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Feature: Lifting the veil on Terrence Malick

A man of few words, Terrence Malick cuts a reclusive shape in the veiled shadows of Hollywood’s dazzling limelight. The word “reclusive”, however, may appear to be an understatement for a man of whom it is believed barely any, and mostly dated, photographs exist. Not only that, but he almost never gives interviews, not even to promote his films. Nevertheless, his quietness and notably long periods of mysterious absence seem to have elevated him to a godlike status in film-making circles, with fellow professionals desperate to get close to him.

What tales do emerge about Malick, paint a portrait of an unmatched talent encumbered by a burly eccentric streak and obsessive secrecy. As a passionate and conscientious student at Harvard, he studied philosophy, specialising in Heidegger – whose work is thought to have a strong influence in his films. Upon graduating Malick also spent time studying at Oxford University, but is thought to have left before completing his studies. He later worked as a teacher and a journalist before moving into film where he would ultimately make a name for himself.

Malick is undoubtedly elusive by nature. His films, on the other hand, speak boundlessly and spoil us undeservedly with magical imagery and impossibly absorbing story telling. Where other films have acquired fans, Malick’s attain disciples. Yet in nearly 30 years the critically acclaimed mastermind has directed just five films, culminating with The Tree of Life – due for its much anticipated UK release on July 8th.


Badlands (1973)

Malick began his illustrious career as a screenplay writer. However when one of his screen plays was made into what Paramount felt to be an ‘unrealisable’ film, Malick decided that he must direct his own scripts. Starring the highly commended Martin Sheen and Sissy Spacek, Badlands introduced Malick onto the scene as a serious talent, in the auteur mould.

The fictional story of Badlands is a loosely based dramatisation of the Starkweather-Fugate killing spree of the 1950’s. The plot charts the exploits of a young girl and her boyfriend as they commit a string of seemingly random yet hideously violent murders across the American state of South Dakota. Upon release the film was lauded for its intriguing narrative and astounding cinematography. The sheer mass of raving critics led to Warner Bros purchasing the distribution rights for three times the movies budget.

Days of Heaven (1978)

After the huge success of film, Malick set about the release of his second. However, as his personality so blatantly projects, he was in no rush. In fact, Days of Heaven spent two years in post production while the curious and innovative Malick and his crew experimented with unconventional editing and voice over techniques.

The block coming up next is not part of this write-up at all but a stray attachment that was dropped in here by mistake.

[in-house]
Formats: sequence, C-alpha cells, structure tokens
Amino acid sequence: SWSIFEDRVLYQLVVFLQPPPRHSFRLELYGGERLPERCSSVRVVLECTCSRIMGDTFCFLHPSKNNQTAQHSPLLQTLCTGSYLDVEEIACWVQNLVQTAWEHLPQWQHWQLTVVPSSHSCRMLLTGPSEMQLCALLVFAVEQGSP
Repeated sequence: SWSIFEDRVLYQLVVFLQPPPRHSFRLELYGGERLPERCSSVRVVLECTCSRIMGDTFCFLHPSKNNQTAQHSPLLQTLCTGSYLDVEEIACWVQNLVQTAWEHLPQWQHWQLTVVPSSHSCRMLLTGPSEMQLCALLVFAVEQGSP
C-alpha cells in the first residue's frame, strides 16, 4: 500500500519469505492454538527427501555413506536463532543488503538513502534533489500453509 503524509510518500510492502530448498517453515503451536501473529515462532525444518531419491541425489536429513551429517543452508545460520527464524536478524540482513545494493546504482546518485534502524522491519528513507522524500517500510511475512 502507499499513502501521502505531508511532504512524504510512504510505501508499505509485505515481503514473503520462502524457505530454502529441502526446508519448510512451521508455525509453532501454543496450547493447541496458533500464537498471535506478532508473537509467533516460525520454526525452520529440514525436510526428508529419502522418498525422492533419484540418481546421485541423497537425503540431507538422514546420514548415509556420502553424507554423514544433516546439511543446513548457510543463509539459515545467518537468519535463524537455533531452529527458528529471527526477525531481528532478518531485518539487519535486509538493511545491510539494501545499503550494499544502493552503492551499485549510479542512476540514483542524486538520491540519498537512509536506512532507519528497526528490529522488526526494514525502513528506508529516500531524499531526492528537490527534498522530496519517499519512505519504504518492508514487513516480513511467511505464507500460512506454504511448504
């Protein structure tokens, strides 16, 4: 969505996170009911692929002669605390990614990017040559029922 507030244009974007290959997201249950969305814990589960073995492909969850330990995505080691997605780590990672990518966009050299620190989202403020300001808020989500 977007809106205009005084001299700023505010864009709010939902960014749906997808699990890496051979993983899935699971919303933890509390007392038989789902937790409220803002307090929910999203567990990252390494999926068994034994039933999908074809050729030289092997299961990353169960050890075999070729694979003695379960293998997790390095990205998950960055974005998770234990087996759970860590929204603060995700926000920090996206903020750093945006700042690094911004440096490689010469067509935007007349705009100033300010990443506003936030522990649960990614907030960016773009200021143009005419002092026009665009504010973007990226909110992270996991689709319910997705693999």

Finally, in 1978, the film was released. Circled around an evolving live triangle on a Texan farm in the early 20th century, Days of Heaven also had a top billed cast, including Richard Gere and Brook Adams. A series of unfortunate events unfold, as illustrated by a gripping narrative; a technique which Malick has become known to exploit in almost all of his films. Another beautiful and resounding success the film won the Oscar for best cinematography and Malick himself won best director at the 1979 Cannes Festival.

The Thin Red Line (1998)

After the Oscar-winning Days of Heaven came out in 1978, Malick disappeared from the film world for some 20 years, not re-emerging until The Thin Red Line came out in 1998. Even the reasons behind his disappearance from film remain a mystery and his elusiveness has had the effect of only adding to his allure. Eccentrically, in his contract for directing his third film, he stated that no current pictures of him could be published or shown anywhere.

With a large ensemble of acclaimed stars, The Thin Red Line was loosely based on James Jones World War II novel of the same name. Focused specifically on the battle of Guadalcanal, the film explored how the horrors of war forced a group of young soldiers into a tight-knit group developing resilient bonds of love and family. Unsurprisingly the film received much critical acclaim and was nominated for numerous awards.

The New World (2005)

Recently hailed as one of the best films of this decade, The New World used over a million feet of film, with three different versions, of varying length, released. Malick began writing the screenplay for this film in the 1970s but was only given the opportunity to produce it after funding for another film fell through.

The New World features a romantic and vibrant interpretation of the eminent story of John Smith and Pocahontas. Akin to all of Malick’s previous pieces of work it was a period piece set in America; a winning formula that he seems wildly reluctant to discard. Despite receiving mixed reviews during its theatrical run, it was still nominated for an Oscar for best cinematography.


The Tree of Life (2011)

The latest of Malick’s instalments is just as highly anticipated as his previous work, perhaps even more so. Rumours suggest that he began writing the screenplay immediately after the release of Days of Heaven, the results of which present an intricate script coupled with beautiful and awe-inspiring imagery.

A trademark Malick masterpiece, The Tree of Life is an impressionistic story of a 1950’s Midwestern family, following the life journey of the eldest son, Jack (Sean Penn), through the innocence of childhood to his disillusioned adult years as he tries to reconcile a complicated relationship with his father (Brad Pitt). It premiered at the 2011 Cannes Film Festival where it won the coveted Palme d’Or.

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The Tree of Life is due for its much anticipated UK release on July 8th.


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